St. Petersburg Times
 tampabaycom
tampabay.com

Print storySubscribe to the Times

Health

Has chic become sickly?

Suddenly, models are being banned for being too thin. Health experts say it's a chance to end the "crusade of thinness."

By LISA GREENE, Times Staff Writer
Published October 8, 2006

The fashion models who stroll down runways in couture gowns are supposed to embody the height of style. But some are turning heads for a different reason: They look as if they weigh less than the clothes they're wearing.

The recent decision to ban underweight models from Madrid's fashion week set off a buzz about the images the fashion industry presents to the world as ideal. Everyone has an opinion, it seems, about whether the models are just naturally skinny or walking ads for eating disorders. The cover story in Monday's edition of People magazine talks about the ban, with waif-like actors such as Kate Bosworth and Nicole Richie thrown in.

"PRESSURE TO BE THIN," the headline blares.

So how thin is too thin? At what point does skinny become unhealthy?

The answer is a little different for everyone. Some people really are naturally slim. But being too thin can hurt their health even if they are modestly underweight, rather than at the point of having an extreme eating disorder, doctors say.

"Some of them probably don't have anorexia," said Dr. Pauline Powers, a professor of psychiatry and behavioral medicine at the University of South Florida College of Medicine and also immediate past president of the National Eating Disorders Association. "But still and all, they're underweight, and might be hurting themselves even if they don't have anorexia."

The health effects of being underweight start out minor, such as catching cold more easily and taking longer for cuts to heal. They can get more serious, especially for women: thinning bones and trouble getting or staying pregnant. And they can become deadly: kidney failure, heart disease, cardiac arrest.

Madrid fashion organizers based their decision on body mass index, a common measure that is a ratio of height-to-weight. Most often, BMI is used as a measure of the obesity epidemic: 25 and over is considered overweight, 30 and over obese.

This time, fashion looked at the other end: Below 18.5 is considered underweight. Models with a BMI under 18 were booted from the Madrid show.

How skinny is that? A 5-foot-11 model weighing 129 pounds or less couldn't walk the runway. The average American fashion model is 5-foot-11 and weighs 117 pounds, according to the National Eating Disorders Association.

By comparison, the average American woman is 5-foot-4, weighs 163 pounds and is overweight, with a BMI of 28.

The range of a healthy BMI, 18.5 to 24.9, is more than just a number. It's the range where people are least likely to be sick or die. Above - and below - the range, the risk goes up.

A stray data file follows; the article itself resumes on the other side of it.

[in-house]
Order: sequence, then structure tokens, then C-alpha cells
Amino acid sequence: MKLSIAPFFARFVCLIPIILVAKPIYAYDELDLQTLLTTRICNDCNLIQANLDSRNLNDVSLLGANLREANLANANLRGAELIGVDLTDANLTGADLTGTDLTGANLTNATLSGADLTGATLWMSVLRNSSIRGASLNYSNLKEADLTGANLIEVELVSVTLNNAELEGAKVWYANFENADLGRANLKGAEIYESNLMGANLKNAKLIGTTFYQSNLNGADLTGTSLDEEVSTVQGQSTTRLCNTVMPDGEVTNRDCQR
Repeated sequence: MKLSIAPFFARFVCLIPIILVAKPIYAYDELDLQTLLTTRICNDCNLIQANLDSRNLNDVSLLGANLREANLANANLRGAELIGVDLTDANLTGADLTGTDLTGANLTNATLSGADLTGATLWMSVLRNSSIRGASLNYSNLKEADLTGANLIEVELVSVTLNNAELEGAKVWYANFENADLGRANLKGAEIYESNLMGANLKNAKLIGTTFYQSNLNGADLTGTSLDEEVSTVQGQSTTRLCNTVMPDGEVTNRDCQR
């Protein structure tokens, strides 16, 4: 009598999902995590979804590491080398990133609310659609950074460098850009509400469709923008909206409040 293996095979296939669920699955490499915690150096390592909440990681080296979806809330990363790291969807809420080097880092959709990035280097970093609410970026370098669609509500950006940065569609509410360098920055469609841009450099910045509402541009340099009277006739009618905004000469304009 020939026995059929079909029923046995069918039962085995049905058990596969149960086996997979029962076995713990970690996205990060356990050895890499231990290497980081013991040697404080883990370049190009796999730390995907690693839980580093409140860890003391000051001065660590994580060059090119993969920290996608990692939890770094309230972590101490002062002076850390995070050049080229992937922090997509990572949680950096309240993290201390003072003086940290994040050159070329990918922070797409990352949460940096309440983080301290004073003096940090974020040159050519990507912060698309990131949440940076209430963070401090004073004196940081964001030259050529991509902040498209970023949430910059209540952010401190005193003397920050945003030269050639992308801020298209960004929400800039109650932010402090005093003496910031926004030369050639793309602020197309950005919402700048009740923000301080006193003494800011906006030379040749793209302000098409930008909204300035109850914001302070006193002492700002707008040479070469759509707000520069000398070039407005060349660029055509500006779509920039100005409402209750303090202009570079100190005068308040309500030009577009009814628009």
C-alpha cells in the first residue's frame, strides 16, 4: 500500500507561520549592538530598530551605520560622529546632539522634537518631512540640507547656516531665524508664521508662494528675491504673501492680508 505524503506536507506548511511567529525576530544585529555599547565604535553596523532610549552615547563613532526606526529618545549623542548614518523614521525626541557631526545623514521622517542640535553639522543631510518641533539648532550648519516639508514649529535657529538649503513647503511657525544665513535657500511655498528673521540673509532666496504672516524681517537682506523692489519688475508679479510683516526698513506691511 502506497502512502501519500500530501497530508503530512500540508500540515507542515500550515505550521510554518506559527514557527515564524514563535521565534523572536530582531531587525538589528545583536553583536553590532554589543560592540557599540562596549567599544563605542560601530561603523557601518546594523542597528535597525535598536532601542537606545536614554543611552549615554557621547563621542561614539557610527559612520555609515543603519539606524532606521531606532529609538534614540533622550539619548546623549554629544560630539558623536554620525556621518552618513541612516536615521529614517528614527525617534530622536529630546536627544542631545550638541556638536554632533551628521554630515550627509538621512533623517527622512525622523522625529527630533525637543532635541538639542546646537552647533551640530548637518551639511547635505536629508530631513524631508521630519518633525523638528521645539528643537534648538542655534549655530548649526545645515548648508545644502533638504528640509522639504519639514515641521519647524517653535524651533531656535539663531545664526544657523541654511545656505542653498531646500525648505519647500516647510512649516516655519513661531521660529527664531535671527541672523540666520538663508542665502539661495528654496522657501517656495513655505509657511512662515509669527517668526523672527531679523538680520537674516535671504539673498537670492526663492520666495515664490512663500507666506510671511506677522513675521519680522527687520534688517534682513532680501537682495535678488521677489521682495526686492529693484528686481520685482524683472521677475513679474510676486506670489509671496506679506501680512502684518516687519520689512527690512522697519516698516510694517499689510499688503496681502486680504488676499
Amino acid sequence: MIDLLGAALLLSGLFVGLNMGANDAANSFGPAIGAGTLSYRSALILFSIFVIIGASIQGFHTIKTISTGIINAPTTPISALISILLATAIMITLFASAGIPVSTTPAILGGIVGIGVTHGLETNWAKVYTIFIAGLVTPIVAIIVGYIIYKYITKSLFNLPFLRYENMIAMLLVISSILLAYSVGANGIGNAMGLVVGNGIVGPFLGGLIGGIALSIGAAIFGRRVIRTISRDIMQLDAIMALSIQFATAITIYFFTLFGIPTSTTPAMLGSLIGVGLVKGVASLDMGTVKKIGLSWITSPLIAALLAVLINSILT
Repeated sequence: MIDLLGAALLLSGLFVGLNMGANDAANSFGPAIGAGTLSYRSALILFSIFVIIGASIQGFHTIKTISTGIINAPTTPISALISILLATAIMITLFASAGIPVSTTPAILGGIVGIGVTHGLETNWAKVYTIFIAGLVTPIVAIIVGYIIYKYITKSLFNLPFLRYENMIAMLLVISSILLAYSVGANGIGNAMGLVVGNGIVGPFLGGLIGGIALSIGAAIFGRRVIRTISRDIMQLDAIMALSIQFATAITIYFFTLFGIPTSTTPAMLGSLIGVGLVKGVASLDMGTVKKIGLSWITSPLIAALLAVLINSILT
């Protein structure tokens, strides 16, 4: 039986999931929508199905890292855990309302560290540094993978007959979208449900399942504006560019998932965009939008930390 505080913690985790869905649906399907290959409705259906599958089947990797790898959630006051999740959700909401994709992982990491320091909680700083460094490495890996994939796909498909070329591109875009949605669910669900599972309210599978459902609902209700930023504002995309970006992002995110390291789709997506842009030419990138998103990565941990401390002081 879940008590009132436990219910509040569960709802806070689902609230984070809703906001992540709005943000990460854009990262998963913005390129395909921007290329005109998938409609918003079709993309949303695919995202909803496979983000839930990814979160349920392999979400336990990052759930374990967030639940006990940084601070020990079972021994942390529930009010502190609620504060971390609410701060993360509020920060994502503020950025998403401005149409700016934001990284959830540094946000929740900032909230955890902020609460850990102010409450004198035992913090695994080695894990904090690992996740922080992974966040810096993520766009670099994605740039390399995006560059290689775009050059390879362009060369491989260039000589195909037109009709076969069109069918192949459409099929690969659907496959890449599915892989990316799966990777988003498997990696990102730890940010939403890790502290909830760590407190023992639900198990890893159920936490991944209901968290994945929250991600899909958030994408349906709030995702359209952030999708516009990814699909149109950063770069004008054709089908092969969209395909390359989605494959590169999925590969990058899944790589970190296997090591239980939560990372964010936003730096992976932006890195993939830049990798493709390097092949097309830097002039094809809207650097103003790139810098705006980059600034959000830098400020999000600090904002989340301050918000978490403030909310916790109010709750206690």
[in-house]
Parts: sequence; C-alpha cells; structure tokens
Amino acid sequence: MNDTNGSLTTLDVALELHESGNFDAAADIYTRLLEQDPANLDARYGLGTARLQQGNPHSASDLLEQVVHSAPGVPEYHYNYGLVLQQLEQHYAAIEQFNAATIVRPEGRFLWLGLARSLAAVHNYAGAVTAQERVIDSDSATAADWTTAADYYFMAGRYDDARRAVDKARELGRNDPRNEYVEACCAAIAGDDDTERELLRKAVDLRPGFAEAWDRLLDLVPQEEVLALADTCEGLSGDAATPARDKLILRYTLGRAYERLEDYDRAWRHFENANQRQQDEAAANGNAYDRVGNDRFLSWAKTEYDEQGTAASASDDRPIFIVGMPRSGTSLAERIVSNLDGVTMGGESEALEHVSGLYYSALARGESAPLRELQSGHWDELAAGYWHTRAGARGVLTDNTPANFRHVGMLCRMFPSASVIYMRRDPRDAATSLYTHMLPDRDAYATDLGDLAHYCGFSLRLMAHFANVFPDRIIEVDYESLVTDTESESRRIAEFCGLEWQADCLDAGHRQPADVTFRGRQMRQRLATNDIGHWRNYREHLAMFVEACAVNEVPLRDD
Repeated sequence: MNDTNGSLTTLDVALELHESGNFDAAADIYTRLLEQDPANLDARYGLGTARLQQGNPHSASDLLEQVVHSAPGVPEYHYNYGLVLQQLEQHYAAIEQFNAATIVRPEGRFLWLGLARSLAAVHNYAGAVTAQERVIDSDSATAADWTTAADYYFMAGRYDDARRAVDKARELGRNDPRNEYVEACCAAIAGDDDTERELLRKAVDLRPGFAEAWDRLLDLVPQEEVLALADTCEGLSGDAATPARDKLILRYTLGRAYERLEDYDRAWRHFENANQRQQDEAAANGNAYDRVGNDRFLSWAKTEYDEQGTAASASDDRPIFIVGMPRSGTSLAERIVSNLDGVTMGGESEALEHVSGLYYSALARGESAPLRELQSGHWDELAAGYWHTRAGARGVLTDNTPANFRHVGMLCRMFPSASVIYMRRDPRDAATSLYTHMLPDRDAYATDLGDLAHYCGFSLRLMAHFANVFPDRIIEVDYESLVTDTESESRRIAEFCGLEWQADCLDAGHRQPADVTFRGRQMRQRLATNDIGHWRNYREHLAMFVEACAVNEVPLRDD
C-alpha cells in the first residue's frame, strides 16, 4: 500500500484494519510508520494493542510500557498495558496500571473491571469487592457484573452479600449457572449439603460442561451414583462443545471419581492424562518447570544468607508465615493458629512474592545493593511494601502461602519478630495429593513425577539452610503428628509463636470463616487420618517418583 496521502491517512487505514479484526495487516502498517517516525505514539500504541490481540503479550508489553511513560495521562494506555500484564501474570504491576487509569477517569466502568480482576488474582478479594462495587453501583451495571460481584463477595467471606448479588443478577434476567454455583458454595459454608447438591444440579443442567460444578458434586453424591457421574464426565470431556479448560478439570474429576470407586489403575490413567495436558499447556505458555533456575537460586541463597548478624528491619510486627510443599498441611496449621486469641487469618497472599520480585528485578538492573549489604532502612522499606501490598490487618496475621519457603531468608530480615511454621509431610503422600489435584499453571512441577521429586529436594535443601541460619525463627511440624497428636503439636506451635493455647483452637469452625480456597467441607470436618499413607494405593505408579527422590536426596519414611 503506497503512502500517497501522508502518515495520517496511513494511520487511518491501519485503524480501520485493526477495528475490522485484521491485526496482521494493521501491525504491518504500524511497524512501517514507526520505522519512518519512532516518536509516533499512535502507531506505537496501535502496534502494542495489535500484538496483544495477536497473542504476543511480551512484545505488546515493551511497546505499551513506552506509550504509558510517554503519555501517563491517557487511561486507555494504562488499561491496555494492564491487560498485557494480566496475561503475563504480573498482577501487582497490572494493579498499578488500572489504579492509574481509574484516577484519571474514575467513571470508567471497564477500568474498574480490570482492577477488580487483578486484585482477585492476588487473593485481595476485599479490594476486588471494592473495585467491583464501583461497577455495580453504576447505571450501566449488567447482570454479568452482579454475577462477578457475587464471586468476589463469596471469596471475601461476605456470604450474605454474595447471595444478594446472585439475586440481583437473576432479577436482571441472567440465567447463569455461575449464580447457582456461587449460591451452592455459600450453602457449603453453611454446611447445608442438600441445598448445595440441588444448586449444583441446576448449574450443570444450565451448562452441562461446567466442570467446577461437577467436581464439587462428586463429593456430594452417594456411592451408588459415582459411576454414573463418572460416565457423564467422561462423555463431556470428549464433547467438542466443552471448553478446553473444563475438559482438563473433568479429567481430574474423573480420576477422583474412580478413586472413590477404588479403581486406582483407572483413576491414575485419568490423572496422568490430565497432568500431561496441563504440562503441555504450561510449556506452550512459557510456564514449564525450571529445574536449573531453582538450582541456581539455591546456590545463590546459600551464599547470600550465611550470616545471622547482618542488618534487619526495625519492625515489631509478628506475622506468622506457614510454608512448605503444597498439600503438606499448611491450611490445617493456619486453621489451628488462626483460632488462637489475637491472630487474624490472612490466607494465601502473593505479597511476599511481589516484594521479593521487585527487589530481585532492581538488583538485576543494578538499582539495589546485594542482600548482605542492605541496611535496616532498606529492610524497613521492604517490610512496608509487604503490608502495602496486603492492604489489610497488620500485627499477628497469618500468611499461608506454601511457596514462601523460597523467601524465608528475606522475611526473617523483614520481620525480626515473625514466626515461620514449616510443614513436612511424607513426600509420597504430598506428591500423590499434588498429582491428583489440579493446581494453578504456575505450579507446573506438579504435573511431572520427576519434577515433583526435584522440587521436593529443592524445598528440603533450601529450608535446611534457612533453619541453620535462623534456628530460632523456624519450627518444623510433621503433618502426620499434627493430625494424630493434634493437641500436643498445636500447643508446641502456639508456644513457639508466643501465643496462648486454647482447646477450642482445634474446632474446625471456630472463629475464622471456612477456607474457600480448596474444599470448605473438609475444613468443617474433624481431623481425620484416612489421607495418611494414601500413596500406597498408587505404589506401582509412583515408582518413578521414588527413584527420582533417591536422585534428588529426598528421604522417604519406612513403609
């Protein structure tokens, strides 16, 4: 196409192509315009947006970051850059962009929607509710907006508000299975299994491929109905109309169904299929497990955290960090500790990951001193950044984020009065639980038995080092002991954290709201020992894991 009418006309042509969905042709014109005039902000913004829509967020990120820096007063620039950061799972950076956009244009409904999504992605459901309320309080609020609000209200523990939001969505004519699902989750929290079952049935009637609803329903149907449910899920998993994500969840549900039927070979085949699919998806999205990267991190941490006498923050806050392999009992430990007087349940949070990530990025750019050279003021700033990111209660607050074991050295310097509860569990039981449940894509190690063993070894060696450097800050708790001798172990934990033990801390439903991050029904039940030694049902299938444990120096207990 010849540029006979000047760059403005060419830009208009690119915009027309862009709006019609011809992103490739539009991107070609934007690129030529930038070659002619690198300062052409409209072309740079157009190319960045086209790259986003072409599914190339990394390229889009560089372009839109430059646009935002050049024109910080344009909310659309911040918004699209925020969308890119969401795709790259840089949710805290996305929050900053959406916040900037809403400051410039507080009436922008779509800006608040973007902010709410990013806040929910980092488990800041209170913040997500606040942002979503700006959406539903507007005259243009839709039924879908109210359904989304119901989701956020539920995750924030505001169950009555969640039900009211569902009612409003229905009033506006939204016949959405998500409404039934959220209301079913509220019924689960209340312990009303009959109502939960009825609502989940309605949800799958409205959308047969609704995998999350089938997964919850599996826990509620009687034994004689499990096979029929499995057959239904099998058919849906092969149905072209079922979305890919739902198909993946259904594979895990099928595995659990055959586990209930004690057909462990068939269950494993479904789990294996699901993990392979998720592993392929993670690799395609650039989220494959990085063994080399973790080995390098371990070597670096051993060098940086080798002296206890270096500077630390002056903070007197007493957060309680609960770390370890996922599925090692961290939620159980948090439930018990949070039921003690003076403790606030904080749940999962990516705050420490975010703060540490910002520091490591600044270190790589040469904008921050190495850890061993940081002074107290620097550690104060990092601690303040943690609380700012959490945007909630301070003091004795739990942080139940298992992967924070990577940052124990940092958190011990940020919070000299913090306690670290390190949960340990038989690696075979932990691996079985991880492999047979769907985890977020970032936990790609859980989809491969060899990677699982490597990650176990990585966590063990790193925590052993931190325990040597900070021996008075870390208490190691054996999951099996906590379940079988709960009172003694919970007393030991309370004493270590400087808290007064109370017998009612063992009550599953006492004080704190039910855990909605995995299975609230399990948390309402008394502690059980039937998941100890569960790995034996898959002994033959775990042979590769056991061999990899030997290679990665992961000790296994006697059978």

"It's not this magical thing that as soon as you cross that number, bad things happen," said Laura Kettel Khan, deputy chief for chronic disease nutrition at the federal Centers for Disease Control and Prevention. "To be that thin, for the most part, you're not consuming enough food to meet your nutrient requirements."

Those who are underweight probably also aren't taking in enough fat and protein, Khan said. Without enough protein, it's hard for the body to rebuild muscle and other tissues. That's why people may develop skin problems and wounds that take longer to heal.

They also may have less energy and think less clearly.

"Those are the preliminary things in a cascade of events," Khan said.

Women, who are most at risk of becoming severely underweight, can develop what sports medicine specialists call the "female athlete triad."

Some physically active women may stop eating enough, even if the problem isn't severe enough to be labeled anorexia. They may stop menstruating. As their estrogen levels drop, they may lose bone mass.

If people develop a full-fledged eating disorder, anorexia or bulimia, they can suffer damage to their heart, liver or kidneys.

They can suffer chemical imbalances that lead to cardiac arrest - the reason suspected for the attack that led to Terri Schiavo's vegetative state.

Concerns go beyond the health of the models themselves. Advocates worry about what the constant barrage of thinness does to the self-image of young women and girls.

Restrictions have been placed on tobacco and alcohol advertising, said Lynn Grefe, CEO of the National Eating Disorders Association.

"Yet we're letting this crusade of thinness just slip right by us," said Grefe.

Media images don't cause eating disorders, experts agree.

"It has an effect, but there's a lot more to anorexia than that," Powers said.

But they also worry that, as girls develop distorted ideas of what they should look like, such images can trigger unhealthy eating habits that might eventually lead to an eating disorder.

Fashion models and weight

Average American fashion model

5-foot-11, 117 pounds

Body mass index: 16.3

Average American woman

5-foot-4, 163 pounds

Body mass index: 28

Healthy range for body mass index: 18.5 to 24.9

Sources: National Eating Disorders Association, CDC

[Last modified October 8, 2006, 05:40:11]


World and national headlines

  • These days, guys share women's body-image worries
  • For China's leader, a new power play?
  • Building a memorial falls to Bloomberg
  • Woman dedicates virginity to Jesus in rare ceremony
  • Critters bore in as pollution goes out
  • Parish pitches in to save pitcher plants
  • Dispute over election keeps Mexico on edge

  • Digest
  • Last week in Iraq

  • Health
  • A medical problem stirs a societal debate
  • Has chic become sickly?

  • Politics
  • Warship named for elder Bush

  • The Mark Foley Scandal
  • Public servant, secret life
  • Closed ranks a risk to GOP
  • Back to Top

    © 2006 • All Rights Reserved • Tampa Bay Times
    490 First Avenue South • St. Petersburg, FL 33701 • 727-893-8111